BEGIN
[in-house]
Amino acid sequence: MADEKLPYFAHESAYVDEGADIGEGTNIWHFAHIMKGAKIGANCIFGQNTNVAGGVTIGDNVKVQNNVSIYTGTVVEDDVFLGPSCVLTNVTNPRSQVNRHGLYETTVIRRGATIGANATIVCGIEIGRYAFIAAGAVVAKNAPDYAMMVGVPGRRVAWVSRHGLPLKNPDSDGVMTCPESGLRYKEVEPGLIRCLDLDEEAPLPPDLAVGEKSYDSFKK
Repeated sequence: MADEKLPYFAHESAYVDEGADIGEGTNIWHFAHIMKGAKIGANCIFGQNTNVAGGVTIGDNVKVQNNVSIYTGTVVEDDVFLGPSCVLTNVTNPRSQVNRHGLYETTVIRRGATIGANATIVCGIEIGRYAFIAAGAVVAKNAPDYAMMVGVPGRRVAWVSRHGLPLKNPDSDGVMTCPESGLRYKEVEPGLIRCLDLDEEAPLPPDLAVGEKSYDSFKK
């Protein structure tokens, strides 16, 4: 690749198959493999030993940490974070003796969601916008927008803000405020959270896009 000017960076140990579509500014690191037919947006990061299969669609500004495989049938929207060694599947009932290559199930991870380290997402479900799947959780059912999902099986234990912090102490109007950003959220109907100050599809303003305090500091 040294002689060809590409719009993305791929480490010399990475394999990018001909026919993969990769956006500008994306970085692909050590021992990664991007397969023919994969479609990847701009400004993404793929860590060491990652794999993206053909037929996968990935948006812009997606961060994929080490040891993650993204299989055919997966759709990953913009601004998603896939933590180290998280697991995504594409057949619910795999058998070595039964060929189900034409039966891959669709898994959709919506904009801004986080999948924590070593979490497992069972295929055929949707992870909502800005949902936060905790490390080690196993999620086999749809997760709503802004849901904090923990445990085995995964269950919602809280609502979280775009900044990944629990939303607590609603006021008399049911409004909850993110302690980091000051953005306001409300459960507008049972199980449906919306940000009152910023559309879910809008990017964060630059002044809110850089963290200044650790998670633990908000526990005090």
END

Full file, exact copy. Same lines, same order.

[in-house]
Amino acid sequence: MADEKLPYFAHESAYVDEGADIGEGTNIWHFAHIMKGAKIGANCIFGQNTNVAGGVTIGDNVKVQNNVSIYTGTVVEDDVFLGPSCVLTNVTNPRSQVNRHGLYETTVIRRGATIGANATIVCGIEIGRYAFIAAGAVVAKNAPDYAMMVGVPGRRVAWVSRHGLPLKNPDSDGVMTCPESGLRYKEVEPGLIRCLDLDEEAPLPPDLAVGEKSYDSFKK
Repeated sequence: MADEKLPYFAHESAYVDEGADIGEGTNIWHFAHIMKGAKIGANCIFGQNTNVAGGVTIGDNVKVQNNVSIYTGTVVEDDVFLGPSCVLTNVTNPRSQVNRHGLYETTVIRRGATIGANATIVCGIEIGRYAFIAAGAVVAKNAPDYAMMVGVPGRRVAWVSRHGLPLKNPDSDGVMTCPESGLRYKEVEPGLIRCLDLDEEAPLPPDLAVGEKSYDSFKK
């Protein structure tokens, strides 16, 4: 690749198959493999030993940490974070003796969601916008927008803000405020959270896009 000017960076140990579509500014690191037919947006990061299969669609500004495989049938929207060694599947009932290559199930991870380290997402479900799947959780059912999902099986234990912090102490109007950003959220109907100050599809303003305090500091 040294002689060809590409719009993305791929480490010399990475394999990018001909026919993969990769956006500008994306970085692909050590021992990664991007397969023919994969479609990847701009400004993404793929860590060491990652794999993206053909037929996968990935948006812009997606961060994929080490040891993650993204299989055919997966759709990953913009601004998603896939933590180290998280697991995504594409057949619910795999058998070595039964060929189900034409039966891959669709898994959709919506904009801004986080999948924590070593979490497992069972295929055929949707992870909502800005949902936060905790490390080690196993999620086999749809997760709503802004849901904090923990445990085995995964269950919602809280609502979280775009900044990944629990939303607590609603006021008399049911409004909850993110302690980091000051953005306001409300459960507008049972199980449906919306940000009152910023559309879910809008990017964060630059002044809110850089963290200044650790998670633990908000526990005090």